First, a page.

Welcome to my serial science-fiction/fantasy adventure, The Only City Left. This is the story of Allin Arcady and his adventures through a dying, planet-sized city called Earth. (Click here for the Table of Contents.)
At the end of Part 69, Allin fled from Pudlington along with Xerxes and the other ghosts, heading toward the Garden to make Doyle pay for his crimes.
The Only City Left: Part 70
Thanks to the ghosts, I once again traveled more quickly than I would have alone. It took maybe half a day to cover ground that would have normally taken me two or three even if I had known where I was going. There was nothing special about the sectors of the city that we moved through, although I don’t know what I was expecting. Signs that read Garden This Way? It just seemed like the area around the Garden would be in better condition, or cordoned off, as with Pudlington. When I mentioned this to Xerxes, he explained why this wasn’t the case.
“The Garden is no one place. Rather it is wherever Doyle chooses to stop and stay a while. Once he uses that area up, he finds another one and moves on. You never know exactly where Doyle will move it next, but you can tell where the Garden has been by the trail of devastation and ruin it leaves behind.”
“You know, the more I hear, the more my uncle seems like a really super human being.”
Xerxes accepted my sarcasm in silence, which was punctuated only by the loud grumbling of my stomach. I hadn’t had anything to eat or drink since breakfast, having fled Pudlington with none of my belongings, not even my cocoon bag. The ghosts had suggested alternate, longer paths that would bring me by some natural pools so that I could drink at least, but I didn’t want to sacrifice any time to that. I could go a little hungry.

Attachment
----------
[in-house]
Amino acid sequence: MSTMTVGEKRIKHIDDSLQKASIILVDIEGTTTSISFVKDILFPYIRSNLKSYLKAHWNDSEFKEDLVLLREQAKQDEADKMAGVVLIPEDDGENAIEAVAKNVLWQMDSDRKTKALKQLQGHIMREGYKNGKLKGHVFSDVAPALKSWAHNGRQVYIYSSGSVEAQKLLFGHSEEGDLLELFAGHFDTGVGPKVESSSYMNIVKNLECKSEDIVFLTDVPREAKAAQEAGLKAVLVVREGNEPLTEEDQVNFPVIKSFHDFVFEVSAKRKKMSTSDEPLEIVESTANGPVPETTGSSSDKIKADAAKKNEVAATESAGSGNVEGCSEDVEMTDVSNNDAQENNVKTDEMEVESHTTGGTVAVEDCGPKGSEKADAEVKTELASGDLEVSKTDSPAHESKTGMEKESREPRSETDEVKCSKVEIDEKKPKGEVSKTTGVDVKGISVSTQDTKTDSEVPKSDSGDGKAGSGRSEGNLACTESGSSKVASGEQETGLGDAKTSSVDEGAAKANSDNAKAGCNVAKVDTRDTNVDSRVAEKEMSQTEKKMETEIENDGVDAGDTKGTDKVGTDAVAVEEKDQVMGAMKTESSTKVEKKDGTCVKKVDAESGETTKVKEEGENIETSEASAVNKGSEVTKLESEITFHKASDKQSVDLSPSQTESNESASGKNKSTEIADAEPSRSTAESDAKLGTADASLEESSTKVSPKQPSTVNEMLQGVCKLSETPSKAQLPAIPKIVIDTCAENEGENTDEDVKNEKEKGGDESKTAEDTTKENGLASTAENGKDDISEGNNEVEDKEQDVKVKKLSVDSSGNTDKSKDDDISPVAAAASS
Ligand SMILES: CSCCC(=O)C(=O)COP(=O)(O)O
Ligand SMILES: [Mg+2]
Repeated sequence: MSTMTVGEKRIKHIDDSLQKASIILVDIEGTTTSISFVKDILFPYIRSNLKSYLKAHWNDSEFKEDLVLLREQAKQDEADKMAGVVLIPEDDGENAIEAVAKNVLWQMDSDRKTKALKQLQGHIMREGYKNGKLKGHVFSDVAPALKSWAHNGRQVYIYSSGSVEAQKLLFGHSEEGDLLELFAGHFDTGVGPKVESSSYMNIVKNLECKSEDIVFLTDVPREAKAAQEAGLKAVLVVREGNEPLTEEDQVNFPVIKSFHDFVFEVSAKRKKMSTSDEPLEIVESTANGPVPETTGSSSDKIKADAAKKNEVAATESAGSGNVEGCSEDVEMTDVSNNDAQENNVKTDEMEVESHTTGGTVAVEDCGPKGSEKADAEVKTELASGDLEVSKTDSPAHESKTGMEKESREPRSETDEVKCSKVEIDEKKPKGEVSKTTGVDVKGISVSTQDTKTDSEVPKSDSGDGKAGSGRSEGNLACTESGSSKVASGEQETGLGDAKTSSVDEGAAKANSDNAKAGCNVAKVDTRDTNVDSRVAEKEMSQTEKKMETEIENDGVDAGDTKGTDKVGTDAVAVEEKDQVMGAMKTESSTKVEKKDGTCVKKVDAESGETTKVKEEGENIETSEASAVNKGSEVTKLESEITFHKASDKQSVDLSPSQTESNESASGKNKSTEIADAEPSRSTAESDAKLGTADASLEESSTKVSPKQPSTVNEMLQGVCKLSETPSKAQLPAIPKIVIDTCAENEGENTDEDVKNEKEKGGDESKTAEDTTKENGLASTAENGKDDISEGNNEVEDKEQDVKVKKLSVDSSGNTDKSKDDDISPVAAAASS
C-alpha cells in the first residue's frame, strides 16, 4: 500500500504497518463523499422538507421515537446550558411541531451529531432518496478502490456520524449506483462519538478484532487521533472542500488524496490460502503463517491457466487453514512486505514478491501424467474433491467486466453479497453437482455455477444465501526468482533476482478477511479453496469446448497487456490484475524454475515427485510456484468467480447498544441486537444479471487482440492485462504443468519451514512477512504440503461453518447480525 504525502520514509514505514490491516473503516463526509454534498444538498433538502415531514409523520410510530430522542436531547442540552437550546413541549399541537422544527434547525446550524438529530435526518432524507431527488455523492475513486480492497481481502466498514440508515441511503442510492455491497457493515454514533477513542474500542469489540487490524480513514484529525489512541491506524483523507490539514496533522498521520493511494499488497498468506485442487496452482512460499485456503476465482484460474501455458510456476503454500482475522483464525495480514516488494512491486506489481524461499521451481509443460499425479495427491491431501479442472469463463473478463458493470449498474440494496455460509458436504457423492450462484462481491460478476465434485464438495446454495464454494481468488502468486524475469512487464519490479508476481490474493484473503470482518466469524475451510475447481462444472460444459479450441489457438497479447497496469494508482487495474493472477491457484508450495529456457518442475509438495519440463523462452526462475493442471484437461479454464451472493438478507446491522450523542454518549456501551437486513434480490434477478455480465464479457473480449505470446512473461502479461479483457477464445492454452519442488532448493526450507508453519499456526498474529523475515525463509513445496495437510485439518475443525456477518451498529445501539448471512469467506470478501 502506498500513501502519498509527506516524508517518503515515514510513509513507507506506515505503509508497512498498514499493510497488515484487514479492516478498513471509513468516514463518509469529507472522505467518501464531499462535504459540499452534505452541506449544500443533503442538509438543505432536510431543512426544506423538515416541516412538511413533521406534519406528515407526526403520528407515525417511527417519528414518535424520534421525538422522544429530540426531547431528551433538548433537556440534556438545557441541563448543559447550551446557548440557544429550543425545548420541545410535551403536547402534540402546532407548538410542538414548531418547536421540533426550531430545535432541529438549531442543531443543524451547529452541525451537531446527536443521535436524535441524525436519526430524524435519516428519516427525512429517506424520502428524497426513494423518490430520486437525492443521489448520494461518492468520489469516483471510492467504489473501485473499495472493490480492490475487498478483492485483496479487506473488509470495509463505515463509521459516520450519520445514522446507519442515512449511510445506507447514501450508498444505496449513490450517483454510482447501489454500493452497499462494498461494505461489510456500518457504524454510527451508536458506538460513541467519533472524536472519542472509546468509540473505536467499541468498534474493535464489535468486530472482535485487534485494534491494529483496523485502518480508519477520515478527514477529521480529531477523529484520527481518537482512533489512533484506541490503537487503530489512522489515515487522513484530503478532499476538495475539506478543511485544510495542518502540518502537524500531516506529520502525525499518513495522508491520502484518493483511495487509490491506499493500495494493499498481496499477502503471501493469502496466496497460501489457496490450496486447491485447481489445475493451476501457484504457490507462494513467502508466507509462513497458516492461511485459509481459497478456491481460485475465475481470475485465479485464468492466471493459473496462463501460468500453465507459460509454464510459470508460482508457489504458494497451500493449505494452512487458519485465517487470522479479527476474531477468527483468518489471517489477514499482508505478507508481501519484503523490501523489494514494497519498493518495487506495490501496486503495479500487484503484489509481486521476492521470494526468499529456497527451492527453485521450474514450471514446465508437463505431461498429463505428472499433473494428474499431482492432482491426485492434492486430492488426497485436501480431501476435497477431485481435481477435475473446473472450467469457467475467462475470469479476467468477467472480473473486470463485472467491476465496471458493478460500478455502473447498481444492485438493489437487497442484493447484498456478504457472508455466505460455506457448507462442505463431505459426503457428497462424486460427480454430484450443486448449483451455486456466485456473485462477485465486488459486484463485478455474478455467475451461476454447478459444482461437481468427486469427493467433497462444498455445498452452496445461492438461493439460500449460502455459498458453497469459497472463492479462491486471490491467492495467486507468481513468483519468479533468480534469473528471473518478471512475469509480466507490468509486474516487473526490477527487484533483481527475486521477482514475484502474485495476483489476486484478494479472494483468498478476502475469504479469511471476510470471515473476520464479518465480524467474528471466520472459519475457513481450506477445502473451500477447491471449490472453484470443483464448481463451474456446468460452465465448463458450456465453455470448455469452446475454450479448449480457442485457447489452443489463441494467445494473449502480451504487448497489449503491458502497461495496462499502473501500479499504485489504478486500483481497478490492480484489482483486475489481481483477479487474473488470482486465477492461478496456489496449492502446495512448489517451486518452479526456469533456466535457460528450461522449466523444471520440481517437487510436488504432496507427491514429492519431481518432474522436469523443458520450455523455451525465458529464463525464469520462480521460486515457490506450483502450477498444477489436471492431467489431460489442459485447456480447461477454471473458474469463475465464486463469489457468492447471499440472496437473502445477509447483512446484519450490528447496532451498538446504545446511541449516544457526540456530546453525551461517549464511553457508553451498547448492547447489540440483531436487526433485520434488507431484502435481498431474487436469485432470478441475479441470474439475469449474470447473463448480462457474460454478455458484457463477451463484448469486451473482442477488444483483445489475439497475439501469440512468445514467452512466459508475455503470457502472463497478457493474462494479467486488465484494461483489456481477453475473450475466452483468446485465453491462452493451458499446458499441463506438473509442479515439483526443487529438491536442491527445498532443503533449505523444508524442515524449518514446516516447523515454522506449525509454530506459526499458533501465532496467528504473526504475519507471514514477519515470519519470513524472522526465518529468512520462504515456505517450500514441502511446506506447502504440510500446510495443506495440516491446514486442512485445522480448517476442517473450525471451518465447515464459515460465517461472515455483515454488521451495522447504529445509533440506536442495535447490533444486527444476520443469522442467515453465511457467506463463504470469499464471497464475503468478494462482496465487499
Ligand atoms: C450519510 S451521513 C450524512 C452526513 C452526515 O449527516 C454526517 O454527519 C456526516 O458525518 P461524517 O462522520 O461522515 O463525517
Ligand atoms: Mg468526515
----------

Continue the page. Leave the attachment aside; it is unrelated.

I had to get to the Garden, find Tumble, and end Doyle’s reign. Unless I accomplished that, the chaos and destruction I had left behind in Pudlington would be for nothing. The fact that the Garden was currently so close to the cat city made it an easy guess where Doyle would head next. Ending the werewolf threat quickly was more important than ever.
“Wait here,” Xerxes said, stopping while some of his ghosts continued forward. “Before you go on, we must talk. We cannot openly follow you into the Garden.”
I had kind of figured that one out already. I wouldn’t be very inconspicuous with a legion of ghosts at my back. I nodded for Xerxes to go on.
“We will keep track of you but remain in hiding. Once you find Doyle and are in a position to kill him, we will come to you.”
To kill him. I knew that is what Banshee had tasked me to do, and it was certainly the end the ghosts were looking for in order to have their vengeance. Given all I had heard of my uncle, he certainly deserved it. Any judge would have sentenced him to death for his crimes, but I wasn’t happy about being the one picked to carry out the sentence. It had nothing to do with him being my uncle and everything to do with what Matthias had said he saw in me: a killer. If I started down that path, even for the best of intentions, would I end up being just as bad as Doyle? I couldn’t imagine it, but how many killers do?